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Degradable scaffold image
This image is an example of a degradable scaffold that can be used to help regenerate skin. Host cells from the wound populate the scaffold and form a new structure as the scaffold is degraded

A Conversation with Stepping Strong Research Scholar Dennis Orgill

It’s easy to overlook how much skin works to keep us alive. Experiencing a traumatic wound changes that perspective completely, according to Stepping Strong Research Scholar Dennis Orgill, MD, PhD, plastic surgeon and medical director at the BWH Wound Care Center. Read on to learn how the Stepping Strong Research Scholar team is exploring the next promising advances in wound care to benefit trauma patients.

Q: What is your team working on now to improve wound healing?

A: The complications from wounds can be devastating—many amputation cases actually start from a wound that doesn’t heal correctly. Our work focuses on a combination of advanced stem cell technologies and dermal scaffolding—a protective template that degrades as tissue regenerates, also called dermal regeneration templates—which we believe is the key to developing better methods for regenerating skin and healing wounds for all types of traumatic injuries. We want to dramatically reduce pain, and significantly reduce the risk of infection.

Q: Are there any challenges to repairing wounds that haven’t yet been solved?

A: We pay a lot of attention to outer recovery of the skin, particularly when donor tissue is involved. But so far no one has achieved restoration of other important aspects that we often take for granted with healthy skin, like hair follicles or sweat glands. This would be a real breakthrough in the field.

Q: In your research, you have found a specific stem cell that shows promise for regenerating tissue. Could you describe how that might be important to the future of trauma care?

A: One of the major research efforts underway at the hospital right now is to see how we can make donor skin tissue immuno-privileged, or engineered to last longer after implantation. We are adding to that volume of work by investigating a stem cell called ABCB5, which is part of the dermis layer and has regenerative and anti-aging properties.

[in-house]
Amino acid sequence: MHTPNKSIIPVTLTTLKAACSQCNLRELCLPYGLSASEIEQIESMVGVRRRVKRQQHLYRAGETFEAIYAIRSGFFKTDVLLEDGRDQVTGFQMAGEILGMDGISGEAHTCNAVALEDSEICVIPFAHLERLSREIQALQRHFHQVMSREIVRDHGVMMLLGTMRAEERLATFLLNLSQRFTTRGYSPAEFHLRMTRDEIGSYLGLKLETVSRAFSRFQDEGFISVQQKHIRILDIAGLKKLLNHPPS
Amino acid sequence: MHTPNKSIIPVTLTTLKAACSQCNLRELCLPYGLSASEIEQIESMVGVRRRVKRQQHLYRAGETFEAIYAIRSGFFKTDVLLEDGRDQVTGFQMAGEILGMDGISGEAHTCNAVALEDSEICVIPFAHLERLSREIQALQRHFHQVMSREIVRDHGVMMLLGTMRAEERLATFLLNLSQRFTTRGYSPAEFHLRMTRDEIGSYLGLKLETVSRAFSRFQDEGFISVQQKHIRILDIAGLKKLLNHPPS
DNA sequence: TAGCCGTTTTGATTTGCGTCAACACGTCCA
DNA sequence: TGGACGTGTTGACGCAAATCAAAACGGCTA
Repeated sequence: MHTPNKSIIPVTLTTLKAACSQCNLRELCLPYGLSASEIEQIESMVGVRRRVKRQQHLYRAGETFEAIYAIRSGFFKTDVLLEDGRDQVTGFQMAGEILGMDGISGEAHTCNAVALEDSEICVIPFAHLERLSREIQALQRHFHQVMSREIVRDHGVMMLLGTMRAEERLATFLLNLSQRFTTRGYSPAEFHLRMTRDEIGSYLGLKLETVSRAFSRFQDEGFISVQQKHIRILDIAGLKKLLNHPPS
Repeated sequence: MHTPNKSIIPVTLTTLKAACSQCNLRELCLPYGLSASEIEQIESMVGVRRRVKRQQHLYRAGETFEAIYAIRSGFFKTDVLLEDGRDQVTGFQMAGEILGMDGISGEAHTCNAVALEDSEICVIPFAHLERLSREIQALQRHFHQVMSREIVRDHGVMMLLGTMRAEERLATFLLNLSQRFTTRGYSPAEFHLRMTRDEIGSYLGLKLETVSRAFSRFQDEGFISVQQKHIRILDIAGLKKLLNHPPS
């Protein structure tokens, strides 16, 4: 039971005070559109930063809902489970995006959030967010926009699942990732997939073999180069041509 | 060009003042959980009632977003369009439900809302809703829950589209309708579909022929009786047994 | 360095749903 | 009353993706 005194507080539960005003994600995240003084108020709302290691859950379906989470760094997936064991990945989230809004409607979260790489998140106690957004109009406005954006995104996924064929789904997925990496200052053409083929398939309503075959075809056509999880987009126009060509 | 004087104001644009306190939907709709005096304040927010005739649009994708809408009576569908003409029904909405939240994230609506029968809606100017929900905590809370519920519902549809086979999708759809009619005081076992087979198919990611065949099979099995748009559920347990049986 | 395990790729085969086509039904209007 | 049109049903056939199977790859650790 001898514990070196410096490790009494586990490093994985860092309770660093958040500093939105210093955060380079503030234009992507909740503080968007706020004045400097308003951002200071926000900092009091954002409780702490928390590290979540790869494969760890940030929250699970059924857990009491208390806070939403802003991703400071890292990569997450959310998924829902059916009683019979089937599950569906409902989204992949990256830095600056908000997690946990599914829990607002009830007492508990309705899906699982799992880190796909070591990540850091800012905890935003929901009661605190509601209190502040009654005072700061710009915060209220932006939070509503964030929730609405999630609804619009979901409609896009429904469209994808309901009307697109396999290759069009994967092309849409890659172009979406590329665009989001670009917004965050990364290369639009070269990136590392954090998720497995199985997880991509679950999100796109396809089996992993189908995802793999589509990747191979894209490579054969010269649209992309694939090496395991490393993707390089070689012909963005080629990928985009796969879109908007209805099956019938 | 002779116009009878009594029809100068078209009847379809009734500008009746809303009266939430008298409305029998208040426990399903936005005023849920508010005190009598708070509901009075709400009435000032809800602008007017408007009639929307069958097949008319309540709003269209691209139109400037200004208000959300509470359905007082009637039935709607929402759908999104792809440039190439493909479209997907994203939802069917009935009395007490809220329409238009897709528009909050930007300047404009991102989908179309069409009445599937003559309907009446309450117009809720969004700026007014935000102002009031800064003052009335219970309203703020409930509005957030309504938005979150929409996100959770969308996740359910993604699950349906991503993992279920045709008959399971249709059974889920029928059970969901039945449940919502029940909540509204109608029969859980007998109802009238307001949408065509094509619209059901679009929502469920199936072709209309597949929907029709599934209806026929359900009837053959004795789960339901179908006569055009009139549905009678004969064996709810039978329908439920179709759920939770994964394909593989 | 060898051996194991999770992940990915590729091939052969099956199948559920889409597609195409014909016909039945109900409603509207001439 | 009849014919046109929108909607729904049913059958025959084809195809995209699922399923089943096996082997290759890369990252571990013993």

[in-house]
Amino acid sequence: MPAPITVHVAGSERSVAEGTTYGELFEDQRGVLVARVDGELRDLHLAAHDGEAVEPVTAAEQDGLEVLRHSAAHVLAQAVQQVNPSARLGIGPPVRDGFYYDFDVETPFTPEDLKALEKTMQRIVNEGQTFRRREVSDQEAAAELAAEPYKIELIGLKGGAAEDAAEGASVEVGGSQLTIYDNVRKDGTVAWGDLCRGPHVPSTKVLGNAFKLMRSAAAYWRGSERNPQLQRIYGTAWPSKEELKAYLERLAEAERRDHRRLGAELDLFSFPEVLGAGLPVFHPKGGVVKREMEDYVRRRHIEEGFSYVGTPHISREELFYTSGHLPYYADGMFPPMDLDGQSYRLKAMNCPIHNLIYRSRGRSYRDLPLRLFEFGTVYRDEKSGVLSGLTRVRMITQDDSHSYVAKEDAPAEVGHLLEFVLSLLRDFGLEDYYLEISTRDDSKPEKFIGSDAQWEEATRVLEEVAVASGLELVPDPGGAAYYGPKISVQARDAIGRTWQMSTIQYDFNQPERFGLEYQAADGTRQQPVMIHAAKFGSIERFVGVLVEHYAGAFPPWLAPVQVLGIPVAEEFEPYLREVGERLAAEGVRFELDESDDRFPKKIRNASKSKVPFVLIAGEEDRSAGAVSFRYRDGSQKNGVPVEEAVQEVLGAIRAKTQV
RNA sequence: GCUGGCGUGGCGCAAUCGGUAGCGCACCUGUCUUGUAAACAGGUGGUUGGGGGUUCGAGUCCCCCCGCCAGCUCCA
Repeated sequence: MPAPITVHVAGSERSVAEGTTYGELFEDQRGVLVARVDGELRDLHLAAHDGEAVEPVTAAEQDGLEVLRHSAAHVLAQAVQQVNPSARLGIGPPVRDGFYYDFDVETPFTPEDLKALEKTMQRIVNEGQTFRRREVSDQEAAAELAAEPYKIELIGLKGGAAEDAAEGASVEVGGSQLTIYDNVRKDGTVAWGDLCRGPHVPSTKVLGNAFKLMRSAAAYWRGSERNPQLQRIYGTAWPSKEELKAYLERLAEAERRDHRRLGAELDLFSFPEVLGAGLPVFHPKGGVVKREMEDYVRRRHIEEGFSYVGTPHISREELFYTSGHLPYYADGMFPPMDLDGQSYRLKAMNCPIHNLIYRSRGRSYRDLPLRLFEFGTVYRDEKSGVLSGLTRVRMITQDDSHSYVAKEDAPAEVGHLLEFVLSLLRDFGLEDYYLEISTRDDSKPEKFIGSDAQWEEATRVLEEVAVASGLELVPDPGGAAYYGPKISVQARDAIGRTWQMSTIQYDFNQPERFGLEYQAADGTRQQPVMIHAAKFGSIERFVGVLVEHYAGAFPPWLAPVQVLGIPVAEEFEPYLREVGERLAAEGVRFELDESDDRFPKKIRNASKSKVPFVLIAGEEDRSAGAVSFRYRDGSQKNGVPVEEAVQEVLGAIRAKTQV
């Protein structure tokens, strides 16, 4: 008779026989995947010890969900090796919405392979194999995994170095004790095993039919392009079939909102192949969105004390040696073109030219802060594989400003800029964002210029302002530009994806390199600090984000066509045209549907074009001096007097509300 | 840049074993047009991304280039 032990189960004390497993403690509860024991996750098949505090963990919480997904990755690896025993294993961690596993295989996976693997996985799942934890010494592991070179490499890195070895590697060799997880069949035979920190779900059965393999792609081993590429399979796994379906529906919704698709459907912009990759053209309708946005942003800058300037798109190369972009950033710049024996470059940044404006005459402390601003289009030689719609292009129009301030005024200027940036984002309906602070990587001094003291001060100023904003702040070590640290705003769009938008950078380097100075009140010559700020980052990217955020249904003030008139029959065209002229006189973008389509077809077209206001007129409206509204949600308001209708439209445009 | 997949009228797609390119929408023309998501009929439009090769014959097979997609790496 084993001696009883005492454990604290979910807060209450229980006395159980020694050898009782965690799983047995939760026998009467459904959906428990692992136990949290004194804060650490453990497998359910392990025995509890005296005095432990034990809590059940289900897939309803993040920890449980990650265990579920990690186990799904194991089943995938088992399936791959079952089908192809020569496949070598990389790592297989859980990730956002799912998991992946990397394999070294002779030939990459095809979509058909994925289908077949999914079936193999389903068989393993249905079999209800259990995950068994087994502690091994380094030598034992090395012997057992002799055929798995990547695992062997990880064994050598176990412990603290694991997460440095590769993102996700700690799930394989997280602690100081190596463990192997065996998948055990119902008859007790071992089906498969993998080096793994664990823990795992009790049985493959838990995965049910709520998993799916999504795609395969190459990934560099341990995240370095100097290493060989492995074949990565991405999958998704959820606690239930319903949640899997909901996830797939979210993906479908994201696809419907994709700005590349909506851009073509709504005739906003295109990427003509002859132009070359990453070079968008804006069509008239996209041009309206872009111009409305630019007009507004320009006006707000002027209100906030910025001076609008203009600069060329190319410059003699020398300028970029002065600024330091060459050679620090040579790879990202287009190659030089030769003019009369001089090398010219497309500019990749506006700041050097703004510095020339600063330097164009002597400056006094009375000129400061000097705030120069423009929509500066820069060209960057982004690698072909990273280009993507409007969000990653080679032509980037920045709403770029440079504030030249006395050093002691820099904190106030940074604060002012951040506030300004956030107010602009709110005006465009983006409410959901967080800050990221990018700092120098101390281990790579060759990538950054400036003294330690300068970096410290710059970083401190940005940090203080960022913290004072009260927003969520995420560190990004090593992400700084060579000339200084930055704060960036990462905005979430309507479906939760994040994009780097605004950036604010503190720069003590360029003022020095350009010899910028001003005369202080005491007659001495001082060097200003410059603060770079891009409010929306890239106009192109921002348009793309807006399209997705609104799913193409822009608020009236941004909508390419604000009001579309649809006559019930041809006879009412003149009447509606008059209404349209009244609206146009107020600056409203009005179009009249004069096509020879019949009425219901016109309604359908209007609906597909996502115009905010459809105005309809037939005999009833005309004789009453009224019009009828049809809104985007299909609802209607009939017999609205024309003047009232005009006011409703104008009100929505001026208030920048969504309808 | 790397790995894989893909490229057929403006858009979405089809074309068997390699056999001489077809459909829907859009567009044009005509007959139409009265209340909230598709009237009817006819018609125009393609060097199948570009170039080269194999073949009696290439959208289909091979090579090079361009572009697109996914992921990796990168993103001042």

“One of the major research efforts underway is to see how we can make donor skin tissue engineered to last longer after implantation. We are adding to this volume of work by investigating a stem cell called ABCB5, which has regenerative and anti-aging properties.”

Q: Do you have patients who have already benefitted from these innovations?

A: We have treated many patients at the Brigham with dermal regeneration templates, which have been effective in burns, cancer treatments, and chronic wounds.

Q: The team approach is instilled in the culture here at BWH. How important is collaboration to your work?

A: We are at the center of a very robust research community here, and in the Wound Center in particular we have access to thought leaders in vascular surgery, orthopedics, infectious disease, pain management—enough specialties that we can attack wound research from every perspective. Take the example of ABCB5—this research wouldn’t be possible without close collaboration between my group and other experts across the Brigham, especially Dr. Markus Frank in the Division of Renal Medicine, Dr. Natasha Frank in the Division of Genetics, and Dr. George Murphy, who is the director of dermatopathology.

Q: Why is philanthropy so important to your progress?

A: Grants do not always make provisions for this kind of work, even though it has so much potential to change wound care. Having the support of the Stepping Strong Fund means we can pursue this line of research and put our discoveries on a fast-track to clinical practice.

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